Criminalization and Human Rights: Issues and Alternatives

The debate over criminalized identification is hot. It has been argued that a new approach to the identification of violent offenders is needed to balance respect for human rights and social safety. Is our unique system of showing the faces of victims but hiding the perpetrators okay? Furthermore, we need to ask whether South Korea’s sentiment law, which allows some people to disclose and others not, based on public opinion, is common sense in a country with a rule of law.

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The history and reality of KYC

Mugshots back to the 1990s

Until the mid-1990s, there was little social controversy surrounding the release of criminal identifying information. At the time, they reported their real names, photos, and even their home addresses, a practice that was formalized in April 2010.

Introduction and limitations

In 2010, the introduction of the Habeas Corpus system began to reveal the identities of many criminals. However, the system has been criticized for failing to strike a balance between preventing crime and ensuring the public’s right to know and protecting the human rights of criminals. There is also a lack of clarity on the scope and regulation of disclosure.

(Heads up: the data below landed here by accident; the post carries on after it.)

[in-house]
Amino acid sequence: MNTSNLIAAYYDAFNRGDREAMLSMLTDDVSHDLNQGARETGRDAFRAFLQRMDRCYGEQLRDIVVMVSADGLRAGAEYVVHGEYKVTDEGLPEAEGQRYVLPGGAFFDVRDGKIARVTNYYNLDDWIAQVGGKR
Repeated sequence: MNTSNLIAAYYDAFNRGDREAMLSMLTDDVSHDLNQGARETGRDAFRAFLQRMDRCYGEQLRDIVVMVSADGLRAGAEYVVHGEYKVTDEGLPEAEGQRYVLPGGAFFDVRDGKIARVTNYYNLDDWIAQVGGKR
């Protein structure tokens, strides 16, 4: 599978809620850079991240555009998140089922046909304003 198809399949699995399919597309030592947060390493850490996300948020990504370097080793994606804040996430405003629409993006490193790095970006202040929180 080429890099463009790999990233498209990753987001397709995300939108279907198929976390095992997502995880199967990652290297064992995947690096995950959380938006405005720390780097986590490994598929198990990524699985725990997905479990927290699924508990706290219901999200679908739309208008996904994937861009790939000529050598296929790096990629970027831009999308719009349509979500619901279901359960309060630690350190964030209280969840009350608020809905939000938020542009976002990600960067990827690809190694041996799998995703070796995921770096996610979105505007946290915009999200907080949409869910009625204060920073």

International naming practices and differences

U.S. Privacy Policy

The United States often releases arrests and mug shots under the Freedom of Information Act. It’s also not uncommon for celebrities to reveal their identities, reflecting the American culture that values freedom of expression and the public’s right to know.

Examples from Japan and France

Japan doesn’t have a mugshot publication system, but it emphasizes the principle of real-name reporting, as does France. These international examples are worth examining for different approaches and their effectiveness.

Going forward, the alternative will be

South Korea’s identity disclosure system requires efforts to balance respect for human rights and the safety of society. To do this, we will need to look at ways to refine laws, expand disclosure, and raise public awareness. An inclusive discussion involving all of society will help us create better institutions.

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